Yearbook 2015

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Historical spaces can be reconstructed only as conveyed by their representations in various media. In addition to selected case studies reconstructing pre-modern spaces in southern Italy and Naples, a project at the Bibliotheca Hertziana particularly addresses historical spatial constructions themselves. Investigating the interplay of several media that construct space, the project traces the historical process through which the spaces were collectively perceived and defined. The aim is to develop a dynamic model of space that situates art historical objects in a more nuanced manner. more
Autophagy is a recycling system of the cell that prevents all kinds of cellular waste from accumulating. Autophagy sequesters such material in specialized containers, which are like other organelles of the cell surrounded by a flexible membrane. These containers transport their contents to cellular recycling stations for degradation. The researchers recently identified a specialized set of proteins that stabilize autophagic containers. Similar to recycling bins, these proteins form a stiff shell on top of the membrane to provide physical support. more
In spite of the great progress of the biosciences during the last decades, the very line of division between the animate and inanimate world still remains elusive. One of the most distinctive features of living systems is their compositional and organizational complexity, but how complex does life really have to be? Our research aims to identify a minimal set of fundamental features and governing principles of biological cells - being the smallest units of life - to enable their comprehensive biophysical, i.e., quantitative characterization by a defined set of parameters. more
Satellite measurements of atmospheric carbon dioxide (CO2) promise an improved understanding of the carbon cycle due to their higher spatial coverage. Measurements of atmospheric concentrations of CO­2 are interpreted with the help of inverse techniques in order to estimate fluxes between the surface and the atmosphere. However, fluxes derived using satellite measurements show significant systematic difference compared to those using surface-based measurements. These differences need to be understood in order to properly exploit this promising new data stream. more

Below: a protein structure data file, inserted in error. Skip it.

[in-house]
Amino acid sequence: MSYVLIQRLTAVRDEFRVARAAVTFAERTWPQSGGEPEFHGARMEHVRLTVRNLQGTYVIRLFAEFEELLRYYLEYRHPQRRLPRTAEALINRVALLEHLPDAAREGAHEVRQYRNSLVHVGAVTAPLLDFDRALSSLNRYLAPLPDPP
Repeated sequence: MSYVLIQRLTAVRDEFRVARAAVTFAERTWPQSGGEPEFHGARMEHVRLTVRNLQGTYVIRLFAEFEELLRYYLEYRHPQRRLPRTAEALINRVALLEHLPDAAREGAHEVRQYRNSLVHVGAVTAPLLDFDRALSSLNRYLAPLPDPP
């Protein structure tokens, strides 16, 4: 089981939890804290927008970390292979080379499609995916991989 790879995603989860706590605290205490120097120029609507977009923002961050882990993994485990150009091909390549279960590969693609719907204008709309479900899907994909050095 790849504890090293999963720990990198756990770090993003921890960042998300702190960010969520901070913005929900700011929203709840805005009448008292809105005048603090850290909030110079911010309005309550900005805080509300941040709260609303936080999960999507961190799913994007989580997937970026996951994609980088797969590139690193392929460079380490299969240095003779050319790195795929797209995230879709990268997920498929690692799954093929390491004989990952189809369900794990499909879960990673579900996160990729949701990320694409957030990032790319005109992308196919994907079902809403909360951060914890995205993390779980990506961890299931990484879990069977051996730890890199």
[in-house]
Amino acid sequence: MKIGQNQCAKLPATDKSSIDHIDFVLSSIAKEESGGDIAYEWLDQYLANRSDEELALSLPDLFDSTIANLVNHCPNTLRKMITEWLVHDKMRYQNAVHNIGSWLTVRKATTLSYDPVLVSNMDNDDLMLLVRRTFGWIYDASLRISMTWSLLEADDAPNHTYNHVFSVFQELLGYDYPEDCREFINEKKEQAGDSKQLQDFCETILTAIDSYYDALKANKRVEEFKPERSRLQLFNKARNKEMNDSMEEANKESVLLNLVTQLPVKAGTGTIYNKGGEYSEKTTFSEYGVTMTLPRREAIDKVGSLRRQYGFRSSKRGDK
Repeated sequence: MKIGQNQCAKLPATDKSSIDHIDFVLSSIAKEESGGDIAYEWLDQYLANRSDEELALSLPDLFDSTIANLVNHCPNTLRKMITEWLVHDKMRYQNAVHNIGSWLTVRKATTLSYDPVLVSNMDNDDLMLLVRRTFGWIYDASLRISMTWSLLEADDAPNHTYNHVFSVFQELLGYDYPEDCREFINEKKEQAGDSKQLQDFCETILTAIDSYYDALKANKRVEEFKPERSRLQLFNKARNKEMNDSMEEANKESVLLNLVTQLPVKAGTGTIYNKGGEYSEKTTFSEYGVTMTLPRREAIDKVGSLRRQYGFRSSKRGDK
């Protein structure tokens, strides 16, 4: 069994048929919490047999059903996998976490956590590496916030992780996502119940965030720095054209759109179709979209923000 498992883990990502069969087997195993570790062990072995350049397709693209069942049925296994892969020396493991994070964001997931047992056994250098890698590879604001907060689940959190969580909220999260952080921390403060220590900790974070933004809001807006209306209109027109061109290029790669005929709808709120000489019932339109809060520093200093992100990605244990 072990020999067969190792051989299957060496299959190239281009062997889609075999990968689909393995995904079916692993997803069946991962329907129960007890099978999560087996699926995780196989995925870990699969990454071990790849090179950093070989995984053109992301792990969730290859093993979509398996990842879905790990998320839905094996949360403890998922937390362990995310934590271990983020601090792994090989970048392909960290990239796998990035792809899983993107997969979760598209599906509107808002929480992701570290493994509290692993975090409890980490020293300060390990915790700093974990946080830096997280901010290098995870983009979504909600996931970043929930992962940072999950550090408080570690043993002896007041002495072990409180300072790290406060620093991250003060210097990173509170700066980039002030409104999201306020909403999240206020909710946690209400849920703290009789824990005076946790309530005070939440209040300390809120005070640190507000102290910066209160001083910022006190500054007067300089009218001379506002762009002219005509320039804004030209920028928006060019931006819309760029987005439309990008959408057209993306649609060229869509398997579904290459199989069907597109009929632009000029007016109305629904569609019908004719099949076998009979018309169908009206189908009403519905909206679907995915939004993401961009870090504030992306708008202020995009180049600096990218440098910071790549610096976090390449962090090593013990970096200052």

Proteins are the workhorses of our cells. To fulfill their roles they need to adopt a functional conformation. Scientists have now experimentally determined how fast proteins are made and have shown that the correct speed is critical for functional folding. Perturbing translation leads to protein aggregates. This can cause severe developmental defects in mice. Their brain cells receive the wrong differentiation signal due to protein stress. These results answer a fundamental question of molecular biology and have far reaching consequences for neurodegenerative diseases and biotechnology. more
How complex but stereotyped tissues are formed, maintained and regenerated through local growth, differentiation and remodeling is a fundamental open question in biology. To answer this question we need to understand how single cell behaviors are coordinated on the population level and how population-level dynamics are coupled to tissue architecture. Uncovering these regulatory principles will further facilitate development of stem cell therapies and effective treatments to slow down ageing and prevent age-related diseases such as cancer. more
Molecular oxygen appeared in the atmosphere about three billion years ago. Nature developed two membrane integrated enzymatic systems which reduce oxygen to water and use the energy of this reaction to produce biologically important energy carriers. These enzymes are the haem-copper terminal oxidases, e.g. cytochrome c oxidase, and the bd oxidases. The atomic structures of representative members of both enzyme families were determined. These evolutionary unrelated enzymes apparently use the same mechanisms to conserve energy and to prevent the formation of toxic reactive oxygen species. more
The Laurent lab at the MPI for Brain Research works on deciphering rules of brain computation using simpler systems and model organisms for experimentation. Much of their interest is focused on cortical computation. The only non-mammalian animals with a layered cortex are the non-avian reptiles, and their cortex is much simpler as compared to mammals. Using turtles and lizards, the group of Gilles Laurent has undertaken a study of visual cortex, of cortical dynamics – travelling waves and oscillations – and of sleep. more
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